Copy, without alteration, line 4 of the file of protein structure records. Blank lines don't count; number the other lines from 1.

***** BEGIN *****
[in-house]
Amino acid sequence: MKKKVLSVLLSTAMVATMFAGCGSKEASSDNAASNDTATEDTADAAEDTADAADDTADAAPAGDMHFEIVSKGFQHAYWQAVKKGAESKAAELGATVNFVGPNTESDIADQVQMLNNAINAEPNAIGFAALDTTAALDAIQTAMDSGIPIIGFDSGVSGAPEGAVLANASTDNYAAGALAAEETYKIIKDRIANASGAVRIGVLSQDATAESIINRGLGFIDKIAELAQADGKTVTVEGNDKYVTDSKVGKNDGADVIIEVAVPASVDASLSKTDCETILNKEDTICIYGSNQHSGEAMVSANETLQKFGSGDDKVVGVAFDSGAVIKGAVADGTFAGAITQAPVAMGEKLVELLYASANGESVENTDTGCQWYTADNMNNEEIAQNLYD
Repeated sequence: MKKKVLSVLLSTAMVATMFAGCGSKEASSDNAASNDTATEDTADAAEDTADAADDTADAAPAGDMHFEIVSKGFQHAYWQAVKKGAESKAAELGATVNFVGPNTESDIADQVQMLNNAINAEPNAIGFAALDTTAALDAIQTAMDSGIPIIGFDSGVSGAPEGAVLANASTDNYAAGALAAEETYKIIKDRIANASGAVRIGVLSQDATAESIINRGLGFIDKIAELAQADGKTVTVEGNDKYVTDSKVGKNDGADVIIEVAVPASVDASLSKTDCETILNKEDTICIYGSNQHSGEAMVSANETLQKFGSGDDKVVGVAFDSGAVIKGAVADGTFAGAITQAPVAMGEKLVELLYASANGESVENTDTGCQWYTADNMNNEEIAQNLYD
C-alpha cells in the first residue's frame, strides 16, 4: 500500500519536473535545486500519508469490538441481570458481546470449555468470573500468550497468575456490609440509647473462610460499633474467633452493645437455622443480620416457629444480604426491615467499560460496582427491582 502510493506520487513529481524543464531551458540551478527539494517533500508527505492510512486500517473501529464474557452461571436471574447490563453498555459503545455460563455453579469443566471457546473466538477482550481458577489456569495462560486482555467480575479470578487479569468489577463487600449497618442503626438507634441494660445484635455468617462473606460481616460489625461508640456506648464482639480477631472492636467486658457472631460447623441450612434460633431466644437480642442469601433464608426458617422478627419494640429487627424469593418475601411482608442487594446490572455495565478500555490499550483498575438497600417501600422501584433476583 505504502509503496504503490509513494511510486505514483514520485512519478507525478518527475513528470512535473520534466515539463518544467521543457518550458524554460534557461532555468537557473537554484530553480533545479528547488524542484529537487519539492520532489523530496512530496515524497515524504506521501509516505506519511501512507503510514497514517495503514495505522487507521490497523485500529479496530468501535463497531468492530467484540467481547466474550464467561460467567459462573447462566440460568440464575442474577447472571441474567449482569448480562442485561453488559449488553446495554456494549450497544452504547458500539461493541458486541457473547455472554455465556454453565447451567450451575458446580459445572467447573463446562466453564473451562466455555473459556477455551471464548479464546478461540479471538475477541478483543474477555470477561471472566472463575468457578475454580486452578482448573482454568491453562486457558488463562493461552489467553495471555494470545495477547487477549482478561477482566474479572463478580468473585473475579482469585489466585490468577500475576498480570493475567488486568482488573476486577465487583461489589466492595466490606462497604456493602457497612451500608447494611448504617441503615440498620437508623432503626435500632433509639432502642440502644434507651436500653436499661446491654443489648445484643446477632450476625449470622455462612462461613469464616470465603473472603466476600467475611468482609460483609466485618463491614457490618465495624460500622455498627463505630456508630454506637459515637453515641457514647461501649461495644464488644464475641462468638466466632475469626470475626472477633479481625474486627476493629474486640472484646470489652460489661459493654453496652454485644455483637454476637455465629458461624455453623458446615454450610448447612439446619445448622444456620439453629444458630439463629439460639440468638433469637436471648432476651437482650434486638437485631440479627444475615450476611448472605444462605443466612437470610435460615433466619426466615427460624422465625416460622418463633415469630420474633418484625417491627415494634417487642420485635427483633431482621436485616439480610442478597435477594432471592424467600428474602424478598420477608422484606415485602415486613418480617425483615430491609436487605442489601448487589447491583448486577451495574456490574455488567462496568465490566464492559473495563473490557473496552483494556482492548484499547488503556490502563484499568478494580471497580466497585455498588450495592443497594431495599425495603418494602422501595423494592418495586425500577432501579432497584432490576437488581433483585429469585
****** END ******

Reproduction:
C-alpha cells in the first residue's frame, strides 16, 4: 500500500519536473535545486500519508469490538441481570458481546470449555468470573500468550497468575456490609440509647473462610460499633474467633452493645437455622443480620416457629444480604426491615467499560460496582427491582 502510493506520487513529481524543464531551458540551478527539494517533500508527505492510512486500517473501529464474557452461571436471574447490563453498555459503545455460563455453579469443566471457546473466538477482550481458577489456569495462560486482555467480575479470578487479569468489577463487600449497618442503626438507634441494660445484635455468617462473606460481616460489625461508640456506648464482639480477631472492636467486658457472631460447623441450612434460633431466644437480642442469601433464608426458617422478627419494640429487627424469593418475601411482608442487594446490572455495565478500555490499550483498575438497600417501600422501584433476583 505504502509503496504503490509513494511510486505514483514520485512519478507525478518527475513528470512535473520534466515539463518544467521543457518550458524554460534557461532555468537557473537554484530553480533545479528547488524542484529537487519539492520532489523530496512530496515524497515524504506521501509516505506519511501512507503510514497514517495503514495505522487507521490497523485500529479496530468501535463497531468492530467484540467481547466474550464467561460467567459462573447462566440460568440464575442474577447472571441474567449482569448480562442485561453488559449488553446495554456494549450497544452504547458500539461493541458486541457473547455472554455465556454453565447451567450451575458446580459445572467447573463446562466453564473451562466455555473459556477455551471464548479464546478461540479471538475477541478483543474477555470477561471472566472463575468457578475454580486452578482448573482454568491453562486457558488463562493461552489467553495471555494470545495477547487477549482478561477482566474479572463478580468473585473475579482469585489466585490468577500475576498480570493475567488486568482488573476486577465487583461489589466492595466490606462497604456493602457497612451500608447494611448504617441503615440498620437508623432503626435500632433509639432502642440502644434507651436500653436499661446491654443489648445484643446477632450476625449470622455462612462461613469464616470465603473472603466476600467475611468482609460483609466485618463491614457490618465495624460500622455498627463505630456508630454506637459515637453515641457514647461501649461495644464488644464475641462468638466466632475469626470475626472477633479481625474486627476493629474486640472484646470489652460489661459493654453496652454485644455483637454476637455465629458461624455453623458446615454450610448447612439446619445448622444456620439453629444458630439463629439460639440468638433469637436471648432476651437482650434486638437485631440479627444475615450476611448472605444462605443466612437470610435460615433466619426466615427460624422465625416460622418463633415469630420474633418484625417491627415494634417487642420485635427483633431482621436485616439480610442478597435477594432471592424467600428474602424478598420477608422484606415485602415486613418480617425483615430491609436487605442489601448487589447491583448486577451495574456490574455488567462496568465490566464492559473495563473490557473496552483494556482492548484499547488503556490502563484499568478494580471497580466497585455498588450495592443497594431495599425495603418494602422501595423494592418495586425500577432501579432497584432490576437488581433483585429469585